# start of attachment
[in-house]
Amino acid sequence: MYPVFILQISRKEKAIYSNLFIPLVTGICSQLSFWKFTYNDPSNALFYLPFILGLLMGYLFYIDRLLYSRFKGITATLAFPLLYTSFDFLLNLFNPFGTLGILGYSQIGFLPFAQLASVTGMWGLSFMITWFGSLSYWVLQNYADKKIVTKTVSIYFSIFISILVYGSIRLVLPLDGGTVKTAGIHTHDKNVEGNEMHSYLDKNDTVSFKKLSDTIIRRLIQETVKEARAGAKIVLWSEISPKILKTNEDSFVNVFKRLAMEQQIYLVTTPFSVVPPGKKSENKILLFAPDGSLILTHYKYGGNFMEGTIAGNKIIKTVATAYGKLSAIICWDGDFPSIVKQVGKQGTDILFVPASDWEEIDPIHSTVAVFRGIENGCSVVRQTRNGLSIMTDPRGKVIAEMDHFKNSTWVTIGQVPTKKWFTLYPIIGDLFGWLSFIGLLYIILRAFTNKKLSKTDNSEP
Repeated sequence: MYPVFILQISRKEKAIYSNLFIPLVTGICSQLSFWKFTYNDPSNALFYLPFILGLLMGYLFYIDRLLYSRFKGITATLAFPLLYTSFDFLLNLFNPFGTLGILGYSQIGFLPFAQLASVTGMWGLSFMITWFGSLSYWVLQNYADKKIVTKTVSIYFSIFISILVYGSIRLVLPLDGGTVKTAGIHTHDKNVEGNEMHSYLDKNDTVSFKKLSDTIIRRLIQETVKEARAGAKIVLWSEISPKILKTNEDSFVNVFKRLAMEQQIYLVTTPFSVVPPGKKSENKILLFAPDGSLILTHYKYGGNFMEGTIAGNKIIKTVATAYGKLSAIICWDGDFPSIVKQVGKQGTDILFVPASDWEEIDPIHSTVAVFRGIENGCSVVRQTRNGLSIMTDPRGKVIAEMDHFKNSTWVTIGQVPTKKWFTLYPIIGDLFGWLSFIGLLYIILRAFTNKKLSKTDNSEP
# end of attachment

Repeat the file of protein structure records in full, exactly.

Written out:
[in-house]
Amino acid sequence: MYPVFILQISRKEKAIYSNLFIPLVTGICSQLSFWKFTYNDPSNALFYLPFILGLLMGYLFYIDRLLYSRFKGITATLAFPLLYTSFDFLLNLFNPFGTLGILGYSQIGFLPFAQLASVTGMWGLSFMITWFGSLSYWVLQNYADKKIVTKTVSIYFSIFISILVYGSIRLVLPLDGGTVKTAGIHTHDKNVEGNEMHSYLDKNDTVSFKKLSDTIIRRLIQETVKEARAGAKIVLWSEISPKILKTNEDSFVNVFKRLAMEQQIYLVTTPFSVVPPGKKSENKILLFAPDGSLILTHYKYGGNFMEGTIAGNKIIKTVATAYGKLSAIICWDGDFPSIVKQVGKQGTDILFVPASDWEEIDPIHSTVAVFRGIENGCSVVRQTRNGLSIMTDPRGKVIAEMDHFKNSTWVTIGQVPTKKWFTLYPIIGDLFGWLSFIGLLYIILRAFTNKKLSKTDNSEP
Repeated sequence: MYPVFILQISRKEKAIYSNLFIPLVTGICSQLSFWKFTYNDPSNALFYLPFILGLLMGYLFYIDRLLYSRFKGITATLAFPLLYTSFDFLLNLFNPFGTLGILGYSQIGFLPFAQLASVTGMWGLSFMITWFGSLSYWVLQNYADKKIVTKTVSIYFSIFISILVYGSIRLVLPLDGGTVKTAGIHTHDKNVEGNEMHSYLDKNDTVSFKKLSDTIIRRLIQETVKEARAGAKIVLWSEISPKILKTNEDSFVNVFKRLAMEQQIYLVTTPFSVVPPGKKSENKILLFAPDGSLILTHYKYGGNFMEGTIAGNKIIKTVATAYGKLSAIICWDGDFPSIVKQVGKQGTDILFVPASDWEEIDPIHSTVAVFRGIENGCSVVRQTRNGLSIMTDPRGKVIAEMDHFKNSTWVTIGQVPTKKWFTLYPIIGDLFGWLSFIGLLYIILRAFTNKKLSKTDNSEP